My husband cocked an eyebrow as my kids peeked over his shoulder and rolled their eyes.

“Really?” he asked.

“I panicked.”

Since the house is at the end of a cross street, my husband took the camera from me, drove around the block, and shot a couple of pictures heading towards the house up the street. All done. Yet, as we turned right to leave the neighborhood, the garage began opening.

Both my daughters screamed.

“Dad! Dad! They’re after us! Drive! Drive,” my oldest demanded.

“Are we going to get shot?” my youngest asked.

I had visions of a bald, intimidating Bryan Cranston walking out of his home to come after the intruders. Nobody followed us because nobody cared we took a generic Google Map style picture of the front of a house.

The questions from the back seat, however, didn’t cease until we were out among the businesses, which included a stop by Saul Goodman’s office.

The sports bar, now called Sinners N’ Saints, still had Saul Goodman’s Office info on the door and window including the bogus phone number and the welcoming “Se Habla Español.” That was pretty cool, so we got some shots of it as well. I got out of the car for this one.

That was it, though. We didn’t care about Jessie Pinkman’s house, and we didn’t know who “this Jimmy guy” was, anyway. We assumed he was one of Jesse’s hooligan pals, so we ignored those sites.

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The domiciles of Breaking Bad (clockwise from top left) Walter White’s home, Jesse Pinkman’s home, Jesse and Jane’s duplex and the official Breaking Bad tour RV. Images: Rick and Lisa Tate.

That night, we wandered around the peaceful Old Town Plaza. Most businesses were closed, but we enjoy sites more than souvenirs. We passed the little shop of The Candy Lady of Old Town, the sweet shop that produced the official prop blue meth seen in the television show.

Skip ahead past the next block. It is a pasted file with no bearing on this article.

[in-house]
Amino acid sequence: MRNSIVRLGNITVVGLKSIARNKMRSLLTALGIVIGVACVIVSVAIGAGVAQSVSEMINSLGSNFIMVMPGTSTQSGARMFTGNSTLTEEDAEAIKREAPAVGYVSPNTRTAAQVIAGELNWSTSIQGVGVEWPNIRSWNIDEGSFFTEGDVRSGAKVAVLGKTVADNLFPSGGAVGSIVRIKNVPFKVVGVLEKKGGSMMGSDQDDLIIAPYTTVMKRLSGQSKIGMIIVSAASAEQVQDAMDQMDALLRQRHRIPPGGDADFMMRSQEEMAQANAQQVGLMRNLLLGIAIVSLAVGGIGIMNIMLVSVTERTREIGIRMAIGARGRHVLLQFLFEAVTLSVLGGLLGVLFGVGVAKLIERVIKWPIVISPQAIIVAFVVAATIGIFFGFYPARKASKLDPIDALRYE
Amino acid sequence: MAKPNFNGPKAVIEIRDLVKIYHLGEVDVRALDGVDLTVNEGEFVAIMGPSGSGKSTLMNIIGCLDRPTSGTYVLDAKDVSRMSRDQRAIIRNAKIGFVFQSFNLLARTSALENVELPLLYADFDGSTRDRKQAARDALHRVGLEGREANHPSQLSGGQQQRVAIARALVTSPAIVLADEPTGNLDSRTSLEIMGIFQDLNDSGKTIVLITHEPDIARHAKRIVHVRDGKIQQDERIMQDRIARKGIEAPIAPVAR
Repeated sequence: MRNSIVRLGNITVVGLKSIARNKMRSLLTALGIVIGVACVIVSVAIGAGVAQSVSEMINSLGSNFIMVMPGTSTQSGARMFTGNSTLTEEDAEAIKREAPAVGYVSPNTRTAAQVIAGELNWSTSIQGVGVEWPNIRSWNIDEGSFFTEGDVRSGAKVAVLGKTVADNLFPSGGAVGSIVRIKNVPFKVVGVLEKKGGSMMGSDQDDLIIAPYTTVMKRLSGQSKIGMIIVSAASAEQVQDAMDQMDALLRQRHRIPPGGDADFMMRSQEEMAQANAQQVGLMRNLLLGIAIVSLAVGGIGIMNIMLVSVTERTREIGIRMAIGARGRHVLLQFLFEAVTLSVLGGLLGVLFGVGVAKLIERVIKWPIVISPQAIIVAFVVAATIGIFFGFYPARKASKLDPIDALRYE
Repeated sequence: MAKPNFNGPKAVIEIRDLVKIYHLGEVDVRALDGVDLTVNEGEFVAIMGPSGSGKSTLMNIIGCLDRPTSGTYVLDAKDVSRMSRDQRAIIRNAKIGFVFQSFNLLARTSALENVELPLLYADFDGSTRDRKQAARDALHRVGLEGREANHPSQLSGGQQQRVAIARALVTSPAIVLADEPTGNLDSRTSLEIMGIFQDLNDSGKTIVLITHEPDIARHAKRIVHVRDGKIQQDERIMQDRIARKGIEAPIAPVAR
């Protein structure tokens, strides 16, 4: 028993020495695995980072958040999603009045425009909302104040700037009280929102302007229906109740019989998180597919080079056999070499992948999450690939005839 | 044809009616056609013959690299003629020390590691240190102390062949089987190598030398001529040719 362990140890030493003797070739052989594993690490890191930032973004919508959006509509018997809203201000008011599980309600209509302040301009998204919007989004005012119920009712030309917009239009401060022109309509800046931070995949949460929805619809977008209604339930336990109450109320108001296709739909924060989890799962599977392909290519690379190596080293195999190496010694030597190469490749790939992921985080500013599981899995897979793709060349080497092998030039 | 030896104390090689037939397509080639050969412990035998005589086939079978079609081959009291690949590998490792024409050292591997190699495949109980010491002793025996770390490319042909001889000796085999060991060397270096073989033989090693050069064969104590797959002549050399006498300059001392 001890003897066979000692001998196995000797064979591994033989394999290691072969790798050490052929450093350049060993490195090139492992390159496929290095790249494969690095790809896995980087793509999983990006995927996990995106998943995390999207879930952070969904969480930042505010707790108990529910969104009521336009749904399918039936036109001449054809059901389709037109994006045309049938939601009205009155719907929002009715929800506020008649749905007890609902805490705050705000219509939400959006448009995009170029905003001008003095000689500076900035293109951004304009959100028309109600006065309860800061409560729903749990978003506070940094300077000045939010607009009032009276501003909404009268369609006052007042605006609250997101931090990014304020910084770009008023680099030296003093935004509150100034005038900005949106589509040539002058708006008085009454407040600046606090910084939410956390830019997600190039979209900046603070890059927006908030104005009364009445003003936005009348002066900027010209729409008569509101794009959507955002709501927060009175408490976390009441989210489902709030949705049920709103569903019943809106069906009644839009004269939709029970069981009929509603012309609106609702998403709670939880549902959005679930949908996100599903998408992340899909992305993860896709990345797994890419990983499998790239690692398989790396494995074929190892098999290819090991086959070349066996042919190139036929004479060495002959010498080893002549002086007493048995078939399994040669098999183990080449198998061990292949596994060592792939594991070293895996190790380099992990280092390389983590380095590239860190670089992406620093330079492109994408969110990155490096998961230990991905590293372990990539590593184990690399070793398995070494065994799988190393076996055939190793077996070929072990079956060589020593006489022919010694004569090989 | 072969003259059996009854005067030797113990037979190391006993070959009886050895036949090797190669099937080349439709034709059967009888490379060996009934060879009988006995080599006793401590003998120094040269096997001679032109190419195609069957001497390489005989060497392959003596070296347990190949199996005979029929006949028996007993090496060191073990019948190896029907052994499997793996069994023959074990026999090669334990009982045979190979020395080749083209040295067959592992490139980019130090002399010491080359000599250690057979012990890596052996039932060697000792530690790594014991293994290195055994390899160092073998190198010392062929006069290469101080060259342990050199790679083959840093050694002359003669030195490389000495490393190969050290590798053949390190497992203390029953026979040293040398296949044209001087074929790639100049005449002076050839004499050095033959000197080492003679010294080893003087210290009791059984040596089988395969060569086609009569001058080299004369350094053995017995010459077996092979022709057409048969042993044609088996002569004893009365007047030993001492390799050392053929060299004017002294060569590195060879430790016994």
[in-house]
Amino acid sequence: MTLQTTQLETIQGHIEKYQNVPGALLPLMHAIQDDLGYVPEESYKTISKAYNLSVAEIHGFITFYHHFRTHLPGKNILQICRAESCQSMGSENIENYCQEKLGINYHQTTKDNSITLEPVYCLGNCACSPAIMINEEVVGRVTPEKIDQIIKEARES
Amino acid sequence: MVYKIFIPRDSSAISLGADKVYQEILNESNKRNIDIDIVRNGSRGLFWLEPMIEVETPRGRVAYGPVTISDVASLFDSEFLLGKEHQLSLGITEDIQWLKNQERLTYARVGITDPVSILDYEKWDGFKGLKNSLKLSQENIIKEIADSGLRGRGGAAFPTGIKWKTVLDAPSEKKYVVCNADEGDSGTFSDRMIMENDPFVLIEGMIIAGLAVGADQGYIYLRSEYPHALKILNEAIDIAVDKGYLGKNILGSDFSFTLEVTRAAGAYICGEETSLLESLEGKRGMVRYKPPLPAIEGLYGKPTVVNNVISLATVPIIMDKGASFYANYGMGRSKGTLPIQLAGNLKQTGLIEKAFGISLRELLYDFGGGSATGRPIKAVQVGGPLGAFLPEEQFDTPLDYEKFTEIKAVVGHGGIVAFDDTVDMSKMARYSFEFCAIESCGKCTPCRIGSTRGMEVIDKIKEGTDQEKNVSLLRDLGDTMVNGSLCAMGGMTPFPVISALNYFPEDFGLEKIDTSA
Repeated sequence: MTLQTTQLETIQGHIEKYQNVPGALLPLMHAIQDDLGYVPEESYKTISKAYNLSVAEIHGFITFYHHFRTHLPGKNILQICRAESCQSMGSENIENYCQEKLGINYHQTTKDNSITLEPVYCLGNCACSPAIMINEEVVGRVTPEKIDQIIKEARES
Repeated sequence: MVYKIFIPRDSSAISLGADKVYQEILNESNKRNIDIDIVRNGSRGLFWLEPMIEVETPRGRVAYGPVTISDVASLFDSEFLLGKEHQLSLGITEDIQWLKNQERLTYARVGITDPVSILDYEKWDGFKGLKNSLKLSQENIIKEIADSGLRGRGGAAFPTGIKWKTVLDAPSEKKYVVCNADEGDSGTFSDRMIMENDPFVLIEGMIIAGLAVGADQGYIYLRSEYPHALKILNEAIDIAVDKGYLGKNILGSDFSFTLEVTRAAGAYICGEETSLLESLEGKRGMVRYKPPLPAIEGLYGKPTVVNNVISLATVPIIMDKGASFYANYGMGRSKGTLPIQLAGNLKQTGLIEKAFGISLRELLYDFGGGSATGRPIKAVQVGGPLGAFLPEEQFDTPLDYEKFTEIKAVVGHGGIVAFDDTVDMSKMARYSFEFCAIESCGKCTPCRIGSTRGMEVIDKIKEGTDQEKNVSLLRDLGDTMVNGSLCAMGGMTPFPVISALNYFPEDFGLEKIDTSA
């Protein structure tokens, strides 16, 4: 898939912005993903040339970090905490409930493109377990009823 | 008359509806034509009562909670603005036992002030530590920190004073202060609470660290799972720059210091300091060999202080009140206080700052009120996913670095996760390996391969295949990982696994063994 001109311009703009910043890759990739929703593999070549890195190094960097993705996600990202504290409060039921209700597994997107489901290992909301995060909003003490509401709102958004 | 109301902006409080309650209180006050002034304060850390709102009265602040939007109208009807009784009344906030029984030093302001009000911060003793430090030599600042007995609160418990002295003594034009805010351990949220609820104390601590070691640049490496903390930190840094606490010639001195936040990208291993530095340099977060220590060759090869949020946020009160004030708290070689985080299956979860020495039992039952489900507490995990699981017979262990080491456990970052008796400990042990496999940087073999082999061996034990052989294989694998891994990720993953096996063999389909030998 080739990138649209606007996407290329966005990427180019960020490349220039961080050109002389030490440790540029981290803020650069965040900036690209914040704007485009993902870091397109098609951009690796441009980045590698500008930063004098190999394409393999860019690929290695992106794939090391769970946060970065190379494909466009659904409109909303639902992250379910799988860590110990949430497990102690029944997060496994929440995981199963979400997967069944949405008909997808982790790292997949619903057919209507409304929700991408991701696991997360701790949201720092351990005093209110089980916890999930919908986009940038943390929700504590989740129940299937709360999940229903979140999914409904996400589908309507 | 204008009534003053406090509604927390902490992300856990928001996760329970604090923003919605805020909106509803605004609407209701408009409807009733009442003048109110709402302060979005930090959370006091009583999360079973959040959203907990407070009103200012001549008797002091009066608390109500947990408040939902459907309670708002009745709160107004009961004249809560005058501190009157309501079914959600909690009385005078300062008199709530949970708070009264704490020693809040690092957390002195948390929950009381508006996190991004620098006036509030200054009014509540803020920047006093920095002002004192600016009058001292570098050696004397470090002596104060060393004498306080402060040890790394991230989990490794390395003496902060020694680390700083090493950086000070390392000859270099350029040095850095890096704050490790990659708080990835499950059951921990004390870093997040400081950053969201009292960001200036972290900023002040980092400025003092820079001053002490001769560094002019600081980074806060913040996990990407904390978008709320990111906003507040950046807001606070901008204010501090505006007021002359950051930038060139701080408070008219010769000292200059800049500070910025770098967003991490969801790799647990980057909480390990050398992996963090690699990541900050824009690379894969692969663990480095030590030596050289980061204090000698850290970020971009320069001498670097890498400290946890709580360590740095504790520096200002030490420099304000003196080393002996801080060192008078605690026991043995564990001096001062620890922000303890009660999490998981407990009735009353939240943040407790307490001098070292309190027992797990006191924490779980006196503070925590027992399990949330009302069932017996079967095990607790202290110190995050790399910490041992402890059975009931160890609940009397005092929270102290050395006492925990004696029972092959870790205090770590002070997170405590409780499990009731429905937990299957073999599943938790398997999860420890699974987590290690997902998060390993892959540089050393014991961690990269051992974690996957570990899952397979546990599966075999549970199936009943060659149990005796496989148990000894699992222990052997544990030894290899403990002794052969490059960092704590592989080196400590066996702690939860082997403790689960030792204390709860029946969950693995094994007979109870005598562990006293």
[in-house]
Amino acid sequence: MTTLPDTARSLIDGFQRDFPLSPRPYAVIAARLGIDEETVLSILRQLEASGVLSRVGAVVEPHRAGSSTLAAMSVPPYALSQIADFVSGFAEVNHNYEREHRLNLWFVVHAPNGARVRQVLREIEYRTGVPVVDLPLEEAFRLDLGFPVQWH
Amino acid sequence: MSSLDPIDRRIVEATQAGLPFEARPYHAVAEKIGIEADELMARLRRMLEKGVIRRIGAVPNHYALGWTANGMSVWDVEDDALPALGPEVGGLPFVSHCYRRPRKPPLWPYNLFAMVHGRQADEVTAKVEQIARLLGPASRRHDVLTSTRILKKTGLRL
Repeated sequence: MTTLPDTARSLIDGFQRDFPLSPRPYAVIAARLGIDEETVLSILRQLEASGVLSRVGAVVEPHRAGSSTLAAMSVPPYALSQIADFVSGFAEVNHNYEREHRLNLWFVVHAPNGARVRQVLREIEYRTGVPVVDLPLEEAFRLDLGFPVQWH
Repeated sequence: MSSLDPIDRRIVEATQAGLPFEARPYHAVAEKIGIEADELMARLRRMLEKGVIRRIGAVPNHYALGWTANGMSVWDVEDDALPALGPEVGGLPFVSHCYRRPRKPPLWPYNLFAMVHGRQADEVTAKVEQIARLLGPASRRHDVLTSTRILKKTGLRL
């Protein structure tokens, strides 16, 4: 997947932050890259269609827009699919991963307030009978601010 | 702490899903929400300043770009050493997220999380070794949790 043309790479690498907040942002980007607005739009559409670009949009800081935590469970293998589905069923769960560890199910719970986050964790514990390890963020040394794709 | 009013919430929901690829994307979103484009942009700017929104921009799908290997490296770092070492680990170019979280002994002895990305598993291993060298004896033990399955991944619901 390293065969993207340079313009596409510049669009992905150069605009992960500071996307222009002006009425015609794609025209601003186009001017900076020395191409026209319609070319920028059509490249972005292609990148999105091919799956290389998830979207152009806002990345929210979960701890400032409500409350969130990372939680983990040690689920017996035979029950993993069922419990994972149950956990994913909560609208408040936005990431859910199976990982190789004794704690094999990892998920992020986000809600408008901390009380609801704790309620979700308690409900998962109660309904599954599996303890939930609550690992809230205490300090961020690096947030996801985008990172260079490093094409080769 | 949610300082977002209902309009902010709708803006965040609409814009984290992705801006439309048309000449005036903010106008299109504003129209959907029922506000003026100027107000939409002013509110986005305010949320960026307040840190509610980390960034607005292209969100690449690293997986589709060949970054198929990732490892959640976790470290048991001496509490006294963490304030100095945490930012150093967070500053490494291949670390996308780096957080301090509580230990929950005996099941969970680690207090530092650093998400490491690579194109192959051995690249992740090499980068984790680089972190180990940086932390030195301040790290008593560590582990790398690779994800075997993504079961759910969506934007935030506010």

It was probably upwards on $10 a bag, my husband estimated. I argued they probably had smaller bags for a couple of bucks, but it didn’t matter. We weren’t buying.

So we thought.

The next morning, my husband began looking over his phone at breakfast.

“Jesse’s house is actually pretty close,” he said, “and it’s really pretty.” We found the plush little neighborhood where Jesse’s house was, as well as the corner where he shared a duplex with his ill-fated landlord-cum-girlfriend, Jane.

We stopped by Old Town one last time to get a photo of the girls at the beautiful blue mosaic at the entrances. There, behind the girls, at the entrance, was the tour RV, getting ready to take a group past several of the sites we had toured and more, including lunch at a restaurant called Twisters (the stand-in for Los Pollo Hermanos).

The crowd was diverse, from a couple of college-aged boys to several “Grandma Big-purse,” tourist types. We were able to peek in the RV and noticed it was modified with some nice motor coach style seats. I had to admit, these RV guys had a good thing going.

Right around the corner from the departing tour was the now-open Candy Lady. Next door was the Routes Bicycle Tours of ABQ, who offer a Biking Bad Tour. For those interested, by the way, the Albuquerque Tourism & Sightseeing Factory also gives tours (and has a great online site map), Red Door Brewing Company hosts weekly Better Call Saul watching parties on Mondays, and the iconic purveyors of geeky donuts, Rebel Donuts, makes some nifty “Blue Sky” Breaking Bad inspired donuts. There is also craft beer, cocktails, t-shirts, fine art, and more offered at various local businesses.

“We might as well take a look at what the candy people have,” I said.

The Candy Lady’s Shop was filled with everything from trays of fudge to licorice from all over the world, but the aura of its part in the Breaking Bad legacy was prevalent. The back room held a large tray of the blue rock candy and some prop “Heisenberg” (Walter White’s street name) hats and glasses, I assume were for those wishing to do a little cosplay. We didn’t ask.

The friendly couple behind the counter was happy to show us the goods. It turned out we were both right on the cost. The big bag, identical to the prop meth used in the show, was $10, but it, of course, included a few little dime bags for distribution to friends. There were also a few little $1 cotton candy-flavored bags available, as well. Yes, all these things are available from them online.

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A trip down Central had several Breaking Bad sites including Burt’s Tiki Lounge, The Dog House and the oh, so luxurious Crossroads Motel. Images: Rick Tate and Lisa Tate